Shared pain may boost social bonding and encourage cooperation, according to researchers.
The research team, led by Brock Bastian of University of New South Wales in Australia, publish their findings in the journal Psychological Science.
According to Bastian, the findings may shed light on why strong friendships develop among soldiers or others who have shared painful experiences. Furthermore, they say it could provide insight into many worldwide social, religious and sexual practices that involve elements of pain.
For their study, Bastian and researchers from the University of Queensland in Australia conducted a series of experiments to determine how pain influences social bonding.
The first experiment involved 54 students who were divided into small groups. Some of the students were asked to put one hand in a painfully cold bucket of water and locate metal balls from the bottom. Others were asked to complete the same task, but with a bucket of water at room temperature.
In another task, some students were asked to perform a typically painful upright wall squat, while others were asked to perform a painless task - to balance on one leg, with the option of switching legs.
Pain a 'particularly powerful ingredient' for social bonding
The students were then asked to rate a set of statements - such as "I feel a part of this group of participants" and "I feel a sense of loyalty of the other participants" - in order for the team to gauge how the tasks influenced bonding within groups.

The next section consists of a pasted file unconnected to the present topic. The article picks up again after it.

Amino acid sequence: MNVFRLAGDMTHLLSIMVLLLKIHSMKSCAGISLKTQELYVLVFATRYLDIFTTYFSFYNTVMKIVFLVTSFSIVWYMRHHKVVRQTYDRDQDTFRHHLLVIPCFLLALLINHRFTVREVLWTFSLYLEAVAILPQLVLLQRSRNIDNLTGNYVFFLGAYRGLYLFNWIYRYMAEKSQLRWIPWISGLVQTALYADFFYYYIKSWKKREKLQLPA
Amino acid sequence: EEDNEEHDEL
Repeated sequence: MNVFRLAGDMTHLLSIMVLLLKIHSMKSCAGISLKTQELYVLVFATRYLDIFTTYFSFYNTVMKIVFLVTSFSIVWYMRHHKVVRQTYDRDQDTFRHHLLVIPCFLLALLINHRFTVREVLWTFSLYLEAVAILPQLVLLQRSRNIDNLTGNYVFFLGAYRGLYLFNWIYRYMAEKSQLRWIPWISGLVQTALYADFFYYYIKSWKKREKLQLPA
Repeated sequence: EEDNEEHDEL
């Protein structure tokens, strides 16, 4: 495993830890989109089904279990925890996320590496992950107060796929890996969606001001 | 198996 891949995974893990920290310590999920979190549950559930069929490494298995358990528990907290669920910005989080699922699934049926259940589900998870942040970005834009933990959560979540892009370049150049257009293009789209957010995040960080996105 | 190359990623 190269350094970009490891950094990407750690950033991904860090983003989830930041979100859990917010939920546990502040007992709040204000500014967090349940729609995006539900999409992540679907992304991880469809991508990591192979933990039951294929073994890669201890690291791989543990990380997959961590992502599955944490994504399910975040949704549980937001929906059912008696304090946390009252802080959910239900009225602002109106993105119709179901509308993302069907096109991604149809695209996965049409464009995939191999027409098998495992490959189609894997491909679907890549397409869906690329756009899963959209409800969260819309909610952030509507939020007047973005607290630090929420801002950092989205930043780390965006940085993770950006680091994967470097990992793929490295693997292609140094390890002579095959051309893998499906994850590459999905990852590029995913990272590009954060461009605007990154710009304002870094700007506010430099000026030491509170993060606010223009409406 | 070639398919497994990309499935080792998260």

Although there were no differences in positive and negative emotions between the groups who experienced pain and those who did not, the researchers found that those who performed the painful tasks had higher levels of bonding.
In another experiment, a different set of students were again divided into groups. Some were required to eat a very spicy Bird's Eye chili pepper to induce discomfort, while others were required to eat a non-spicy food.
They then played a game. Each individual was asked to a choose a number between one and seven. They were told that if everyone in the group chose seven, they would win a higher amount of money, but if everyone chose different numbers, those who selected the lowest numbers would win more money.
The team found that the individuals in the groups who performed the painful tasks chose higher numbers, suggesting that these individuals were more motivated to work as a group, even if it meant winning less money for themselves.
The researchers note that the study participants were picked at random, therefore the only thing they had in common with the other participants was the shared tasks.
"Our findings show that pain is a particularly powerful ingredient in producing bonding and cooperation between those who share painful experiences," Bastian comments, adding that such painful experiences may be common in our day-to-day lives.
"Our findings, therefore, may have implications for understanding social processes apparent in settings such as boot camp-style physical training programs, team sports, executive challenges, and other physically challenging experiences shared with others. Sharing a spicy meal with friends may even have positive social consequences!"
Earlier this year, Medical News Today reported on a study claiming that feelings of social pain or empathy for others can cause physical pain in ourselves.